Properties of the Deposited Materials andor Modified Surfaces

Table 2 shows some of the characteristics of deposits produced in various baths. It also shows a few instances where postplate heat treatment was used to change the stress characteristics of a deposit and some of the changes that additives can make in a deposit.

Table 2 Properties of electrodeposited iron coatings

Basic bath

Additives

Ultimate tensile strength

Elongation, %

Hardness, HV

MPa

ksi

Sulfate

None

572-614

83-89

3.0-3.5

250

NaCl

354

51.4

5.5

200

Boric acid + urea

480-720

Oxalic acid

600-615

NaCl + citric acid(a)

1000-1100

Double sulfate

NaCl + antioxidant

600-700

Chloride

None

421-434

61-63

5.0-18.0

<100

NaCl

448-593

65-86

4.0-18.0

150-530

Glycerol

786-883

114-128

360-380

Sulfate-chloride

Amidopyrine(b)

500-750

Fluoborate

Boric acid

575

Sulfamate

Formic acid(c)

676-1068

98-155

1200-1500

Sulfonate

Antioxidant 15 g/L

650-750

Antioxidant 1.5 g/L

350-400

(a) Properties are for parts stress relieved by heat treatment for 1 h at 250 °C (480 °F).

(b) Properties are for parts stress relieved by heat treatment for 2 h at 200-300 °C (392-572 °F).

(c) Properties are for parts stress relieved by heat treatment for 24 h at 190 °C (374 °F).

Other additives can be used in various combinations with various baths. Organic additives (acetic acid, arginine, dextrin, glycerin, glycine, saccharin, sugar, and thiourea) are grain refiners as a general rule. They induce stress by the inclusion of their breakdown products in the coating. Inorganic additives (manganese chloride and potassium chloride) increase conductivity. A wetting agent (sodium lauryl sulfate) can be used to reduce pitting. The additive characteristics overlap each other and can change with current density, temperature, pH, and concentration.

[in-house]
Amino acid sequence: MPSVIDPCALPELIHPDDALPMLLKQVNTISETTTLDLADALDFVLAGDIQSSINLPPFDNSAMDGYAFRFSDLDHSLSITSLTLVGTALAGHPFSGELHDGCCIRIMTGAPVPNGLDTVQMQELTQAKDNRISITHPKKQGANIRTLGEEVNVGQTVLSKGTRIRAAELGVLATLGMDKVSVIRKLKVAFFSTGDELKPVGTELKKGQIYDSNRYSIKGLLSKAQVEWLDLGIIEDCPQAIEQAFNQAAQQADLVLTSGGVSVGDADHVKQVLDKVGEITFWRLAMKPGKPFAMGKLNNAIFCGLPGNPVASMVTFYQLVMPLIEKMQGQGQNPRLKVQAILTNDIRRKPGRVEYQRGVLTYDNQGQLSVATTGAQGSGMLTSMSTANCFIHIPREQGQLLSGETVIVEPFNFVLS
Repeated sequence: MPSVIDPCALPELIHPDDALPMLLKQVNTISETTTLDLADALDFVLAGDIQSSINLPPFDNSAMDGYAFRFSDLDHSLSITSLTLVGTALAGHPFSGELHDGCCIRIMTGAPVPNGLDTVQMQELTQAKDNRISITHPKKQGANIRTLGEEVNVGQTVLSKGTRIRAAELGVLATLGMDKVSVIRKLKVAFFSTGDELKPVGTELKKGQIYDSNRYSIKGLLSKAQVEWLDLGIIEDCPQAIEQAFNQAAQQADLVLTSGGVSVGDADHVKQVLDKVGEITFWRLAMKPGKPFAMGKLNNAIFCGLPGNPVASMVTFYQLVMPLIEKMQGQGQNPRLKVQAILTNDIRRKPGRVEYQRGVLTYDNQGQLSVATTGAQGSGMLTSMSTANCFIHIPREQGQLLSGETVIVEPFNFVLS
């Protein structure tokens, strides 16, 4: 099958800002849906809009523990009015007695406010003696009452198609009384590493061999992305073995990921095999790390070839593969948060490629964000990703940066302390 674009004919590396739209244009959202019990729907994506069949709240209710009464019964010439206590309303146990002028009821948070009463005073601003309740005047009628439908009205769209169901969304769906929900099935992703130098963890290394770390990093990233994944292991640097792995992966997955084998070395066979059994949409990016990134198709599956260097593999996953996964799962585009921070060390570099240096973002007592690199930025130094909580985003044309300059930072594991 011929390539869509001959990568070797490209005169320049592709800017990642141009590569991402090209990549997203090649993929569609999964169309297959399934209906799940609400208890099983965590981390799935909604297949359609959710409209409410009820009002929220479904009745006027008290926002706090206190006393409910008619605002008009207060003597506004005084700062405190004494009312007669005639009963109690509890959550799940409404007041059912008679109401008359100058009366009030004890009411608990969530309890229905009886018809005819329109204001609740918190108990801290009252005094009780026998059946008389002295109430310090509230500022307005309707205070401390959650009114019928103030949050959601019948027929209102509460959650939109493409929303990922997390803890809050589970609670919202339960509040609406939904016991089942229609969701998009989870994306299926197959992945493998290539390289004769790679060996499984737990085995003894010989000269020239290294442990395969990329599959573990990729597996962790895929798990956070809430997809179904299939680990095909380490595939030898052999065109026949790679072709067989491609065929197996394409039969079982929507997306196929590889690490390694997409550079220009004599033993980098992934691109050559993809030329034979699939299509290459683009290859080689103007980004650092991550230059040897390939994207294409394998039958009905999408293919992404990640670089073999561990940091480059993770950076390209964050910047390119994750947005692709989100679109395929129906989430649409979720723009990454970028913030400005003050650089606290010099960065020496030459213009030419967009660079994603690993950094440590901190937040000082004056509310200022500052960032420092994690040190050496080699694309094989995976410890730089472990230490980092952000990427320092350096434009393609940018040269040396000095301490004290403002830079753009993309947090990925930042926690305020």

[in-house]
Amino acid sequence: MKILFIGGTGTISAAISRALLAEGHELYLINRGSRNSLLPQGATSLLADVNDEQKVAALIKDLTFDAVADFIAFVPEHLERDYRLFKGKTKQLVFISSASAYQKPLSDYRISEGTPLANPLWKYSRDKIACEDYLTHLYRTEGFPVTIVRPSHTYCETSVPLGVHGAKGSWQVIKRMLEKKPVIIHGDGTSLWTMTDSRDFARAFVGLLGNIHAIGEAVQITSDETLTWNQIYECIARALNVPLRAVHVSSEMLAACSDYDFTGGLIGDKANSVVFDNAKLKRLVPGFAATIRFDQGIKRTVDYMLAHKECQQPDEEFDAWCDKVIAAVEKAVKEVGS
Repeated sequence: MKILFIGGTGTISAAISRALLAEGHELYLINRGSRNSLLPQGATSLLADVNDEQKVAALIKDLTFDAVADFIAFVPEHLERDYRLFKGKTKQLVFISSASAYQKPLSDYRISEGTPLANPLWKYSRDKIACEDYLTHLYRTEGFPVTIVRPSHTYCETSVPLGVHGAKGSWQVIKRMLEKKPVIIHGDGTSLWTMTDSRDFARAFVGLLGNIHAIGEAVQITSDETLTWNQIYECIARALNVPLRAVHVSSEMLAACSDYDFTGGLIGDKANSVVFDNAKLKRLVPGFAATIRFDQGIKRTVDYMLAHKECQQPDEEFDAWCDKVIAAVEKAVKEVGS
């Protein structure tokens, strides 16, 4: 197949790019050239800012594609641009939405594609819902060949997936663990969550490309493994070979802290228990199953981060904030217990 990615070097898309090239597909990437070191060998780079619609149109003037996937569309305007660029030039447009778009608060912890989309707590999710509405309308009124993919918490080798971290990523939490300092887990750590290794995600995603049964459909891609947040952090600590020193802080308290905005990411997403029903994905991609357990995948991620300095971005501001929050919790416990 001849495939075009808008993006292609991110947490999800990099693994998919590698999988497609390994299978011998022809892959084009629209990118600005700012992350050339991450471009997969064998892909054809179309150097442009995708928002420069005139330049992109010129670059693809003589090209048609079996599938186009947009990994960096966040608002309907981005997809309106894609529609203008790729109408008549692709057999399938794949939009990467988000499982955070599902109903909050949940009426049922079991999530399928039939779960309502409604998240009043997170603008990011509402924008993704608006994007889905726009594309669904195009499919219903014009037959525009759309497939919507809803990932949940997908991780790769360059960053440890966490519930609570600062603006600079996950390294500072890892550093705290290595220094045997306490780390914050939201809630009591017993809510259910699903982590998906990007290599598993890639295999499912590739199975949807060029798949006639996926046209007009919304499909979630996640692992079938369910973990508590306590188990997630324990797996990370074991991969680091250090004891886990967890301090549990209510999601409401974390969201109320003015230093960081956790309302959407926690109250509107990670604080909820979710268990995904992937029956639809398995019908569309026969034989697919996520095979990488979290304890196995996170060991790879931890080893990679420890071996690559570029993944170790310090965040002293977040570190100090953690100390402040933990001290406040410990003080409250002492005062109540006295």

References cited in this section

3. F. Lowenheim, Electroplating, McGraw-Hill Book Co., 1978, p 333-341

4. S.T. Packman, unpublished data Environmental Considerations

Iron metal does not pose any special waste disposal considerations unless associated radicals are hazardous (Ref 3). In fact, most publicly owned treatment works (POTWs) like to see iron introduced into the sewer system because it acts as a "getter" for the sulfides in the system, thereby reducing the hydrogen sulfide that can form. The only waste treatment required for iron baths is the adjustment of the pH to a value within the operating range specified in a facility's waste disposal permit. The only exception to this rule is the fluoroborate bath, which could introduce fluorides to the waste disposal system. Most POTWs have fluoride limits that have to be considered when designing a waste disposal system. Boron also has limits in some geographical areas. Local permitting agencies can provide detailed information. Compared to other metal finishing operations, iron is very easy to keep in compliance.

Reference cited in this section

3. F. Lowenheim, Electroplating, McGraw-Hill Book Co., 1978, p 333-341 Health and Safety Considerations

As in all metal finishing operations, good judgment should be exercised when operating an iron plating bath. Eye protection, clothing protection, and gloves should be used. Most of the baths are highly corrosive and can have detrimental effects on surrounding equipment. This is especially true of the chloride and fluoroborate baths. High corrosion potentials coupled with current efficiencies in the range of 82 to 87% probably indicate that air emission equipment is necessary. The sulfate, sulfamate, and sulfonate baths are less corrosive and, even though they run at low pH, should require only general ventilation equipment.

Cadmium Plating

Revised by Milton F. Stevenson, Sr., Anoplate Corporation

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